6 Philadelphia Women on How Their Tattoos Help Them Cope with Trauma
In her new book, The Tattoo Monologues: Indelible Marks on the Body and Soul, Philly nurse practitioner Donna Torrisi chronicles the personal stories and photos of 26 Philadelphians using body art to mentally and emotionally heal.
People get tattoos for a variety of reasons: to honor a loved one, to represent part of their culture, to express themselves, to commemorate a life event, or simply because they think tattoos are cool. (I have three tattoos, each of which I got after tough breakups, but that now serve as general reminders to keep looking and moving forward in life.)
But for the tattooed Philadelphians featured in a new book, their body art shares the same purpose: to help heal from trauma.
Released today, The Tattoo Monologues: Indelible Marks on the Body and Soul showcases the stories of 28 women — 26 of whom live in Philadelphia — who use body art to process mentally, emotionally, or physically difficult times in their lives, from grieving the loss of a child to coping from abuse, addiction, or identity issues.
The collection of personal narratives — paired with black and white photographs shot by local photographer Ken Kauffman — aims to highlight both the struggles and resilience of those featured, while also destigmatizing conversations surrounding trauma and mental health, says co-author Donna Torrisi, a Philly nurse practitioner who helped found The Family Practice & Counseling Network in 1992.
“Having a tattoo, especially one in a visible place, can help the wearer tell their story to others, and take back the power that their past trauma once had over them,” Torrisi says. “It’s also a reminder that people aren’t alone in their suffering, which can give someone the courage to share what they’ve been through — almost like saying, ‘Look at who I am and what happened to me. I am still here and surviving.’”
Torrisi was inspired to write the photo story book after realizing that many of her patients at the local community health center got tattoos as a cathartic response to pain or loss. Getting to know patients’ stories and who they are as people via their tattoos and resulting conversations, she says, can help healthcare providers better serve their patients. “Healthcare providers should be, in some way, trauma-informed because trauma plays into health issues, including anxiety, depression, heart disease, and disordered eating,” she says. “Big improvements can be made simply by replacing the question, ‘What’s wrong?’ with ‘What has happened to you?'”
The Tattoo Monologues can be purchased for $39 here. Below, find six Philadelphians’ tattoos and their meanings included in the collection.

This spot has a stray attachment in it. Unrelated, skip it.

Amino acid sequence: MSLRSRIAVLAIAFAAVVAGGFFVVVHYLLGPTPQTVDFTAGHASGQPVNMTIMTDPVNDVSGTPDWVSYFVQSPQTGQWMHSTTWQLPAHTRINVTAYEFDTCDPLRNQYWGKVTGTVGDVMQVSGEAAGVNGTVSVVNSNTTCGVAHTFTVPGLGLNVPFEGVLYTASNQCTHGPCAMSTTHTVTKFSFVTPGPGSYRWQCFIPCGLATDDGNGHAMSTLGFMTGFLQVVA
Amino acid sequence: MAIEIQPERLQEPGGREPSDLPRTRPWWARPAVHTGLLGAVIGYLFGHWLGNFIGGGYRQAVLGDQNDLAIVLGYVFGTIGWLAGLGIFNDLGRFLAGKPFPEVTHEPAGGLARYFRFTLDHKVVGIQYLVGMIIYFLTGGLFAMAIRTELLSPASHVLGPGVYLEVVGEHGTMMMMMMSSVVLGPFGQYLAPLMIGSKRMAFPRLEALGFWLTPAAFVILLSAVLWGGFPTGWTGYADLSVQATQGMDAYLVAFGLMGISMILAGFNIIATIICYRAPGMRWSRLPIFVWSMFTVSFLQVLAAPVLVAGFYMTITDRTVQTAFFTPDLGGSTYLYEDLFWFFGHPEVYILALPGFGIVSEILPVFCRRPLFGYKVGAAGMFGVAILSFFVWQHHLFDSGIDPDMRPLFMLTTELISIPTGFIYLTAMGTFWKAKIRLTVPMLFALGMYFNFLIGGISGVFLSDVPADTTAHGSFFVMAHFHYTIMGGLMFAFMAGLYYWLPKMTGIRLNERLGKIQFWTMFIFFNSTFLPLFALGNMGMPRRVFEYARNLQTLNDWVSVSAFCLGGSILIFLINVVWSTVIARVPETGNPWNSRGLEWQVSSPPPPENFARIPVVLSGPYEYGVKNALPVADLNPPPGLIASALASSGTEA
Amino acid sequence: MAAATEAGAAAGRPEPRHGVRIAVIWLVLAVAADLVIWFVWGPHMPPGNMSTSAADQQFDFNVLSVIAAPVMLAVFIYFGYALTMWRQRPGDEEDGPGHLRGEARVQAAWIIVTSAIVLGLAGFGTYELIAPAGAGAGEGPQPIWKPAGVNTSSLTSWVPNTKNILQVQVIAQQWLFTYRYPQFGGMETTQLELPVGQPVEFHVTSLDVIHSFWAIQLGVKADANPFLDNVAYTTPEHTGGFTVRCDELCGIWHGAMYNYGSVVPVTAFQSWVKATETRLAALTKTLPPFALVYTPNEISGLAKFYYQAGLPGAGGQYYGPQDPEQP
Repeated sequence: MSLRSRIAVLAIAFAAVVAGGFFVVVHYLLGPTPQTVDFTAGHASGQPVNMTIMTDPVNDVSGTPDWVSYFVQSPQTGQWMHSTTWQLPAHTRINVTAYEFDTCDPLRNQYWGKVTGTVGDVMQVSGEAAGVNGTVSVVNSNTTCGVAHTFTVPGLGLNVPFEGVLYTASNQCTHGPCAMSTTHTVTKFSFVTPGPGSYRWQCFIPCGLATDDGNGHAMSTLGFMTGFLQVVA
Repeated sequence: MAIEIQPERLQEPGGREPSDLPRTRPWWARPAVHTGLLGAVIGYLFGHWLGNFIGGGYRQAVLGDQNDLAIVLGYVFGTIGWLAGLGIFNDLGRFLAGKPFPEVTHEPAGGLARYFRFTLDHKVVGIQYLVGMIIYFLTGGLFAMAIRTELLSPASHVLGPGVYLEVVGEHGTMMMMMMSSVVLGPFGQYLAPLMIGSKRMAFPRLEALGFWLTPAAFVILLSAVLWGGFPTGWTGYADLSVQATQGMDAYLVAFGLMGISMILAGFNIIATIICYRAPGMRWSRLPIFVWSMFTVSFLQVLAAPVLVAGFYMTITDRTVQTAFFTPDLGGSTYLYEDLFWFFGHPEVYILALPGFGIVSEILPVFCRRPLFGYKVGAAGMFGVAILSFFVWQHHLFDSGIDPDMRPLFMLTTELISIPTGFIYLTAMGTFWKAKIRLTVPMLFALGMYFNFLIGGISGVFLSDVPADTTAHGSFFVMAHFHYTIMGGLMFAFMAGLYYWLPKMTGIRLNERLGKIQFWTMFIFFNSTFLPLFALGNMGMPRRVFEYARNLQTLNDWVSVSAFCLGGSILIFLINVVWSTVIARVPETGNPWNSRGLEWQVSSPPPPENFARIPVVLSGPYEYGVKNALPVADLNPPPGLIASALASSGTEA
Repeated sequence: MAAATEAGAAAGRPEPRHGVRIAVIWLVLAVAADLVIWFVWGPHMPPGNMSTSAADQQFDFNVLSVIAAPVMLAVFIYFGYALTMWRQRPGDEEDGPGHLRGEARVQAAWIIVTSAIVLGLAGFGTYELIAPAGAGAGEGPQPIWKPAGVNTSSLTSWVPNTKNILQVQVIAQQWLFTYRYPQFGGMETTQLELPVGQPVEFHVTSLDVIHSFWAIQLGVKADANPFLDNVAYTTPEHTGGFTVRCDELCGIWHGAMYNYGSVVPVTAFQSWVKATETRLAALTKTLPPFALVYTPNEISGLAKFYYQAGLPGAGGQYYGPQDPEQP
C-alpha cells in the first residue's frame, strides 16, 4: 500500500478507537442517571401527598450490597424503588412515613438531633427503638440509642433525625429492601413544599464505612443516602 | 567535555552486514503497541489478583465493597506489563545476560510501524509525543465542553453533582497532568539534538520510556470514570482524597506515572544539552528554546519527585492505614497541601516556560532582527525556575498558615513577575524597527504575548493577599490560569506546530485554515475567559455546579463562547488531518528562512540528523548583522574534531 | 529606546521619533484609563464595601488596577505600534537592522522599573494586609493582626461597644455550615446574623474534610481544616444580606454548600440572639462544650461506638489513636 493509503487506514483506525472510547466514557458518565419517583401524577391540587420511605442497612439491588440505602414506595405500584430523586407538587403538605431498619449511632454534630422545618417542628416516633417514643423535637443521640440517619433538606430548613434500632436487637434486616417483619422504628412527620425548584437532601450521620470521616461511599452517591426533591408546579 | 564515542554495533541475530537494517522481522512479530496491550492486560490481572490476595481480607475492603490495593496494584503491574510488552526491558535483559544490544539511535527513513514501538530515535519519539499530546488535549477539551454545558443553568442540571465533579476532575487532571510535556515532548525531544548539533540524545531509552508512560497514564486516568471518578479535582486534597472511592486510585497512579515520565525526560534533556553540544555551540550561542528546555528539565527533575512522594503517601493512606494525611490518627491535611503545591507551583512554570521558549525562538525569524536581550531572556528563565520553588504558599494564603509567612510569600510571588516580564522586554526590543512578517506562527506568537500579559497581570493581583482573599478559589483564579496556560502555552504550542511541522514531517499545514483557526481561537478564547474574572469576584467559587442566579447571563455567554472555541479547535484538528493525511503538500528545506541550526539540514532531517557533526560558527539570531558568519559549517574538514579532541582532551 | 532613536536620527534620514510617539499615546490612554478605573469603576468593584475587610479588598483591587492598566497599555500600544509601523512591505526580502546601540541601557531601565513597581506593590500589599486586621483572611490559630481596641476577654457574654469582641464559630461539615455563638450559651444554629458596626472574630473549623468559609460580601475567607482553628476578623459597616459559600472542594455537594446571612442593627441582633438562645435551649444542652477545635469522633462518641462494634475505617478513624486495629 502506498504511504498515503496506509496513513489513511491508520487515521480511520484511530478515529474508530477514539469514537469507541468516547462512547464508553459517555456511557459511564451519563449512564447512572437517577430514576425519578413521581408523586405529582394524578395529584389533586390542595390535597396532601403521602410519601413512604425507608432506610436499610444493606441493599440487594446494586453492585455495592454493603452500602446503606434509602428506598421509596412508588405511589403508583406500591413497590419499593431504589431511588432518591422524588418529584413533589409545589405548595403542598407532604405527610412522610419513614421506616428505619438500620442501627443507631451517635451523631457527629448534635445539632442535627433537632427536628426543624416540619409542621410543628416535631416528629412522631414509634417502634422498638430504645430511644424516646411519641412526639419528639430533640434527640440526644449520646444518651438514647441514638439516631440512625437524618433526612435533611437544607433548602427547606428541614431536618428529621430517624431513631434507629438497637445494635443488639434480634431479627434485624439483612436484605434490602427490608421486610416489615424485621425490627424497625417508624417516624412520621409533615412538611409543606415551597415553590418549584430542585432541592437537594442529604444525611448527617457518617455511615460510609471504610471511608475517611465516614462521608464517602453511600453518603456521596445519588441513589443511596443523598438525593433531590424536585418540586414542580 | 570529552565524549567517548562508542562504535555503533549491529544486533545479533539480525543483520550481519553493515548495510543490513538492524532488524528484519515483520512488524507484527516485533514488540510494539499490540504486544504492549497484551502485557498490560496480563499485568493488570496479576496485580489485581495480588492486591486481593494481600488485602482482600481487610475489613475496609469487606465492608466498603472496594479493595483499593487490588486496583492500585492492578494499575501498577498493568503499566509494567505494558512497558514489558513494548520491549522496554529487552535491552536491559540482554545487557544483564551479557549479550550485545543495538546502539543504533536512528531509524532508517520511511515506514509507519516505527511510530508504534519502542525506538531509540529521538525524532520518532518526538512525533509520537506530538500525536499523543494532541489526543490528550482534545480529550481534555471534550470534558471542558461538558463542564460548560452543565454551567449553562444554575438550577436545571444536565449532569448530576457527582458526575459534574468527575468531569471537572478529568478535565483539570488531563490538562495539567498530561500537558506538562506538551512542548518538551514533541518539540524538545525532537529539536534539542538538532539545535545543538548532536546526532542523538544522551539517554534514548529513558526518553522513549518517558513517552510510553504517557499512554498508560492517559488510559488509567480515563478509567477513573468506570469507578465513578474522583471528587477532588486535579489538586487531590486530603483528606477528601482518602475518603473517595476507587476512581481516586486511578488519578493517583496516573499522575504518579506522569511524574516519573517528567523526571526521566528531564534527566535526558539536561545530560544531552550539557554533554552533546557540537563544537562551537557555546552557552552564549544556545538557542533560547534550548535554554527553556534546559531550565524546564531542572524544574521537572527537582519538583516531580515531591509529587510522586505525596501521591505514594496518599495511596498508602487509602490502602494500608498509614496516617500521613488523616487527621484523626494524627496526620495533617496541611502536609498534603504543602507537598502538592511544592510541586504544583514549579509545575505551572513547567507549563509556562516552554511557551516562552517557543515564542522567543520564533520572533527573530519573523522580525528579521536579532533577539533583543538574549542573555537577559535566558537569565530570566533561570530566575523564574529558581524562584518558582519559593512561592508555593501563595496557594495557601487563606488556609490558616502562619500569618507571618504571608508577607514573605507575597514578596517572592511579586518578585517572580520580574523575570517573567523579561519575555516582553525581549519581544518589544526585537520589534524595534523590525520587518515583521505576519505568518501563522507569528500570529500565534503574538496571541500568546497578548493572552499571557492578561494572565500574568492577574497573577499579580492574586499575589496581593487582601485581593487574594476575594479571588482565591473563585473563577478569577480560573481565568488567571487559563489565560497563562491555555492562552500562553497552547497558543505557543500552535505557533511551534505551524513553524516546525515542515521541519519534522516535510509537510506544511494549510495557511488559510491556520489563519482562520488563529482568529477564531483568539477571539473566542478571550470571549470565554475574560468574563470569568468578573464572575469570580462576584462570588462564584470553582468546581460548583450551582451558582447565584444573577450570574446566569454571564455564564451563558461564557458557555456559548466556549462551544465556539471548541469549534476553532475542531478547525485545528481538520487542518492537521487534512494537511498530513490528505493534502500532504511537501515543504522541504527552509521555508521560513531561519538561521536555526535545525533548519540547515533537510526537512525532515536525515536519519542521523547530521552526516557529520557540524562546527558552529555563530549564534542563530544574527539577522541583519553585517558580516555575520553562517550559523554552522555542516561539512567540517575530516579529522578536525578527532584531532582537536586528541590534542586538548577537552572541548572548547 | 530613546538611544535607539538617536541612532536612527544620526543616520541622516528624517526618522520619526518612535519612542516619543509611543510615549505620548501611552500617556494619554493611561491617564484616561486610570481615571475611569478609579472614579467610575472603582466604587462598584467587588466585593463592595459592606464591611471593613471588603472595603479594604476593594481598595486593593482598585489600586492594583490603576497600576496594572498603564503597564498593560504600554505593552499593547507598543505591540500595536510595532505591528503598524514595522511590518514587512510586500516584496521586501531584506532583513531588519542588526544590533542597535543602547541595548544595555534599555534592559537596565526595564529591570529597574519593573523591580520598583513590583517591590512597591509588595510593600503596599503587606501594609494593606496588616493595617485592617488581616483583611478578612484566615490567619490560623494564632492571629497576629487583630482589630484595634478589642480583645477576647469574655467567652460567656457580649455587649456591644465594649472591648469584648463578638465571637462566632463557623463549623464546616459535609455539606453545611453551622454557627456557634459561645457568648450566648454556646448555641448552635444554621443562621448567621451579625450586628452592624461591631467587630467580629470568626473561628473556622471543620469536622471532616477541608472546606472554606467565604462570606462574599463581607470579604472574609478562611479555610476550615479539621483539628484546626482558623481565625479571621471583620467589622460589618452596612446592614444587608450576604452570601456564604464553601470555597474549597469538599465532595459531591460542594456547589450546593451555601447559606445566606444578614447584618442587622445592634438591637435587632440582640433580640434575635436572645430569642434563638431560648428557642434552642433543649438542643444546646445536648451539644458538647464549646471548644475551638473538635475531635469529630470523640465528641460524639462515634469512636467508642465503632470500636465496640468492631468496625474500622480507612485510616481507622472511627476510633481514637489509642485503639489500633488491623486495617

Annette Deigh, licensed clinical social worker
Deigh’s tattoo of a heart encased in fire signifies her life’s turning point of seeking help from years of abuse at the hands of her father. “I am a person with a lot of heart, courage, and passion,” she says.
Christine Torrisi, social worker
Torrisi’s tattoo of the hamsa — a palm-shaped design popular throughout the Middle East and a sign of protection — represents her reclaiming power and control over her mind-body connection. Torrisi underwent multiple body-scarring surgeries due to a health issue at birth, resulting in PTSD and distrust of her own body.
DD Inge, school walking guard
During childhood, Inge’s mother was very controlling, but made her feel worthless. “My mother made it very clear that she had me for my father, and when he was gone, she had no use for me,” she says. “The rejection I experienced from my mother was compounded by the feeling that I never did anything right and I was never good enough.” Inge’s sprawling vine tattoo symbolizes her constant growth through struggles.
Jaime Arafin, third grade teacher
Arafin’s back tattoos are “emotional releases” from various traumas, including cognitive difficulties as a result of surviving a ruptured brain aneurysm, depression, and the loss of her husband.
Rebecca Smith, homemaker
Smith’s daughter Le’Sean was born at four months gestation and lived only six hours. Smith got Le’Sean’s name tattooed on her arm to always feel close to her. “I know I will never see her again, but she is always with me,” Smith says. “I kept all her little things in a box, but we lost it all in a house first. Now, this tattoo is all I have left of her.”
Kerry Arnold, college faculty/behavioral health
Arnold says her tattoos represent healing and redemption — from alcohol addiction and the loss of two father figures to learning she was adopted and coming out later in life.